Thanks to a generous $1 million challenge gift from Robert S. and Alice Andrews Jepson ’64 of Savannah, Ga., the University of Mary Washington currently is making plans to save, restore, and enhance its historic amphitheatre.
For more than a century, the “open air” amphitheatre has been a central part of the Mary Washington experience. Hidden in the grove behind Lee and Trinkle Halls, this campus landmark has been the venue of choice for numerous commencements, May Day celebrations, plays, concerts, and even weddings.
Through the years, however, weather and time have not been kind, and the amphitheater has deteriorated considerably. Consultants recently examined the site, and they warn that the amphitheatre must be restored now or it could be lost forever. They estimate the restoration to cost $3 million.
“Bob and I love Mary Washington, and my education means a lot to me,” says Alice Jepson. “I feel the restoration of the amphitheatre is a worthwhile project and one that so many classes can join in supporting.”
The restoration and rehabilitation would return the amphitheatre to its 1952-1953 appearance by repairing and reconstructing damaged and missing pieces. It would provide seating for approximately 600 people on weather-resilient benches and chairs while incorporating accommodations for ADA accessibility.
President Richard V. Hurley says students are excited about the amphitheatre restoration. “Students continue to enjoy the amphitheatre, even in its current state, and they also care about preserving the history behind it,” says Hurley. “I am absolutely thrilled that Bob and Alice Jepson have agreed to help support this important restoration initiative.”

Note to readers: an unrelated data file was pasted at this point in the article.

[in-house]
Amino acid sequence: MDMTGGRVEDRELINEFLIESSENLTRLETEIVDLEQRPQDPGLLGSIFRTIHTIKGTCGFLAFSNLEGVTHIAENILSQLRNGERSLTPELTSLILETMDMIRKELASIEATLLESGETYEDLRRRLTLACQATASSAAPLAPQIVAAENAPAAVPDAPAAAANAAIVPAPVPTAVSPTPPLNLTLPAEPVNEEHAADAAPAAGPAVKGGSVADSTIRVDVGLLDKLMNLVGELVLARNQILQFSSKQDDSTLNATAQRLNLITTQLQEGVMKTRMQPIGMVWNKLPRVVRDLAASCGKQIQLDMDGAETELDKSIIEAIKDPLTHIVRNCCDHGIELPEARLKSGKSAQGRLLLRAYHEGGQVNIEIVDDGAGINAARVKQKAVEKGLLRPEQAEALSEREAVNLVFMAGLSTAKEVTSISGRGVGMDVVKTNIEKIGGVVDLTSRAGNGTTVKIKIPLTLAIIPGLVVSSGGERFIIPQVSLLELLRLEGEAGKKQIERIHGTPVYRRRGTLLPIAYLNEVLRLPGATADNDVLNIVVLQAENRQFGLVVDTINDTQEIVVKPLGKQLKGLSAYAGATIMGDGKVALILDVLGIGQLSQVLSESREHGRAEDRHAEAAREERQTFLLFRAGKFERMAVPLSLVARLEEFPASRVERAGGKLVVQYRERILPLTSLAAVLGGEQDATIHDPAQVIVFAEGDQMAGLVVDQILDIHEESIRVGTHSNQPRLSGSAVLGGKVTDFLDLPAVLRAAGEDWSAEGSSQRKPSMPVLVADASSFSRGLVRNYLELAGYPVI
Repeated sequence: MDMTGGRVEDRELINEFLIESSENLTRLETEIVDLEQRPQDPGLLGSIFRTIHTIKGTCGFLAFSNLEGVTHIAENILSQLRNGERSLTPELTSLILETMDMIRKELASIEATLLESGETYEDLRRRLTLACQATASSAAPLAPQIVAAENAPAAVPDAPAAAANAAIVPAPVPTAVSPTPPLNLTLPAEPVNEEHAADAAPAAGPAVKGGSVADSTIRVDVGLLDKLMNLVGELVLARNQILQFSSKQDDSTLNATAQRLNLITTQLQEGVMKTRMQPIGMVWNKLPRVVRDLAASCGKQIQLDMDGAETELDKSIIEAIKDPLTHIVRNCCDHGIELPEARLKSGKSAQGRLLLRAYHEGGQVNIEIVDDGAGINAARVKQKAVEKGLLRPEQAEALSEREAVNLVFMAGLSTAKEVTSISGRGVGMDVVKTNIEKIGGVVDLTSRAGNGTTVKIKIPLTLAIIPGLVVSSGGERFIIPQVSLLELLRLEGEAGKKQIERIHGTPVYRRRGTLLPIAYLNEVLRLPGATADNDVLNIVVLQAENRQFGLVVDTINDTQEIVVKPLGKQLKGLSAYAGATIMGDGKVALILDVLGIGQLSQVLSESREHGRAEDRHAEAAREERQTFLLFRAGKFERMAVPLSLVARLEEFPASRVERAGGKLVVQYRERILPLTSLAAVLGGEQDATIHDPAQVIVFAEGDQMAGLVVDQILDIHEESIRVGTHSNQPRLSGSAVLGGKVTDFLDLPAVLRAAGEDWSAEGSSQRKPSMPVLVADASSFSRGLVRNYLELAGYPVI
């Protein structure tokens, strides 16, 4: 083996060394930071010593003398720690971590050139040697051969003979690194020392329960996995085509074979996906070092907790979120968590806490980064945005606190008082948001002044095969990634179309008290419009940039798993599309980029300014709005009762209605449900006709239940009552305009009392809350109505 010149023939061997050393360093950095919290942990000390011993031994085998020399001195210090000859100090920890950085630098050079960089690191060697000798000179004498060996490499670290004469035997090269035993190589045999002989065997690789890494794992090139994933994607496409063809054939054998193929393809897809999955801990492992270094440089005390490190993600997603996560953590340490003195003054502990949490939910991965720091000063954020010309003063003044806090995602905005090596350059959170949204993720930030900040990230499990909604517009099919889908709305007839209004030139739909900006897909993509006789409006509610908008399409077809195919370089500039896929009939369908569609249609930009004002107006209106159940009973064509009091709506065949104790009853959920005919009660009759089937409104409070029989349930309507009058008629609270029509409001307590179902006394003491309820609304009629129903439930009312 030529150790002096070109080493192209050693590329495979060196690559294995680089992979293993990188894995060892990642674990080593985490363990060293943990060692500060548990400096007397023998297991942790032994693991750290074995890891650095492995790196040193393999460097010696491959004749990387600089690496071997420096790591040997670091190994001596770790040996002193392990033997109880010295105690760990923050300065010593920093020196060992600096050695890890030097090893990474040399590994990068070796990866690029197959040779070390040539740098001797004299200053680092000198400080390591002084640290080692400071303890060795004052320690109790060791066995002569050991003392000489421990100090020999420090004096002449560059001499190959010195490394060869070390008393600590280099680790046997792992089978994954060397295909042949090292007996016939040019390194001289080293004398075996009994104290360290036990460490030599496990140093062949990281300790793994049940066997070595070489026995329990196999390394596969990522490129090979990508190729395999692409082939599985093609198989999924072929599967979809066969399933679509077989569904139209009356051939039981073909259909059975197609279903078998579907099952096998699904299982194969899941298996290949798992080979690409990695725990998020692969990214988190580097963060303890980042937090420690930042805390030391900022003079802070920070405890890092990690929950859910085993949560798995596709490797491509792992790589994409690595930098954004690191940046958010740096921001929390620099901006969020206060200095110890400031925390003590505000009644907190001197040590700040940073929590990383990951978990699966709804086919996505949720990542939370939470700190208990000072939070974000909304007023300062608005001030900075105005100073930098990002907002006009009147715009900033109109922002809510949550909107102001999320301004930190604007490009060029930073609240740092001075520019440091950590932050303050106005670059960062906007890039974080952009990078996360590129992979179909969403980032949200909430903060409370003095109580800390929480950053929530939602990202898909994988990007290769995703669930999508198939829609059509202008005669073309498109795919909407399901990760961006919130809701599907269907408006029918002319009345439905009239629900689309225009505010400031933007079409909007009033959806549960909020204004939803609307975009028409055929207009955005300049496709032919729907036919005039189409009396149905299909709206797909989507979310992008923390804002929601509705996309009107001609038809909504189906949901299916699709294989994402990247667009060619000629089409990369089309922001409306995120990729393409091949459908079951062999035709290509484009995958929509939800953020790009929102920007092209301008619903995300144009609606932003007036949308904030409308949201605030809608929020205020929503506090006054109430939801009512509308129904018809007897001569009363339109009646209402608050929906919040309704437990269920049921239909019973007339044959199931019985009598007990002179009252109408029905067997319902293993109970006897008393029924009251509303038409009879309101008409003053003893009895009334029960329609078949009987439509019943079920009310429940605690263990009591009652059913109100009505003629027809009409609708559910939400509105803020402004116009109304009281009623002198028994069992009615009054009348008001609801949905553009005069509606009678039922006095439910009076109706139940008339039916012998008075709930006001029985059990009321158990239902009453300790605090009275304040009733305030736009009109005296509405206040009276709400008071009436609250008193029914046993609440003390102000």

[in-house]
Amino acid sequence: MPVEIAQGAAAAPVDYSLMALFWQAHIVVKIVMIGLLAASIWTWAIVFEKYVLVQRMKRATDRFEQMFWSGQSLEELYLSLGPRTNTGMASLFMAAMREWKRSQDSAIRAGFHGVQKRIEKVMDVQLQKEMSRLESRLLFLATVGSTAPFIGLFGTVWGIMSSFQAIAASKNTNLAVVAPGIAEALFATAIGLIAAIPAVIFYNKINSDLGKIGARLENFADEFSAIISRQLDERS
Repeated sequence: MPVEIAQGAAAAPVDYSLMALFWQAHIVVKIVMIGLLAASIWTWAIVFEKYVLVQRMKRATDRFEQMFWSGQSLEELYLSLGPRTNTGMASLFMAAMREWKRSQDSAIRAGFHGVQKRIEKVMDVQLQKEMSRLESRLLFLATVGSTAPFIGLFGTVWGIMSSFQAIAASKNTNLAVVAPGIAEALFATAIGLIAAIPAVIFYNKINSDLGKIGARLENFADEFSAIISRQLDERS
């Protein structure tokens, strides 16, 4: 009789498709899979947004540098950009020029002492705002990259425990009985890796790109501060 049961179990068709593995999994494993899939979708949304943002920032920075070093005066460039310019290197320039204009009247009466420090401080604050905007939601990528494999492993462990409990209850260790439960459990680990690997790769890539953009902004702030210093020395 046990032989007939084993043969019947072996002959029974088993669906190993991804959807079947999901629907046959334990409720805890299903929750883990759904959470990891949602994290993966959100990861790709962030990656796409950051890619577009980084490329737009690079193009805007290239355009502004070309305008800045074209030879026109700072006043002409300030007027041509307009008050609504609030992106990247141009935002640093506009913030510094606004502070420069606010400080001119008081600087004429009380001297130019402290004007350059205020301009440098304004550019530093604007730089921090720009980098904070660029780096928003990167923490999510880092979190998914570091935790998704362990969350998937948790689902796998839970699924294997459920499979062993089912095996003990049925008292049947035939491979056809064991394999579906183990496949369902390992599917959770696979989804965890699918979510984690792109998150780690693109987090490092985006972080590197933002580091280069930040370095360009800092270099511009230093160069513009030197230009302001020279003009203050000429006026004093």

Alice says she is looking forward to visiting campus during Reunion Weekend 2014. “I can’t wait to get back to see all the things that have happened since I was there and to take time to walk through the amphitheatre,” she says. “When President Hurley told us that students still love the amphitheatre, we decided our money would be well-invested in helping to restore this area of campus that holds so many special memories for alumni and students alike.”
In addition to the gift from the Jepsons, two other couples have made significant gifts to support the amphitheatre restoration: Elmer Morris Jr. ’50 and Marceline Weatherly Morris ’50 of King George, Va., and Laurie Mansell Reich ’79 and Henry E. Reich Jr. of Kittanning, Pa.
Architectural renderings projecting the amphitheatre’s appearance after restoration were prepared by Train & Partners Architects of Charlottesville, Va.
“Currently, the amphitheatre is just sitting in the woods degrading more and more every day. The longer it sits, the more difficult and more expensive it will be to restore, and that’s a shame,” says Design Architect Kirk Train. “The surrounding area is beautiful, serene, and bucolic. Once restored, the amphitheatre will be the perfect site for talks, dramas, classes, and performances right there in Mary Washington’s back yard.”
More information about fundraising for this important initiative and a restoration timeline will be available soon.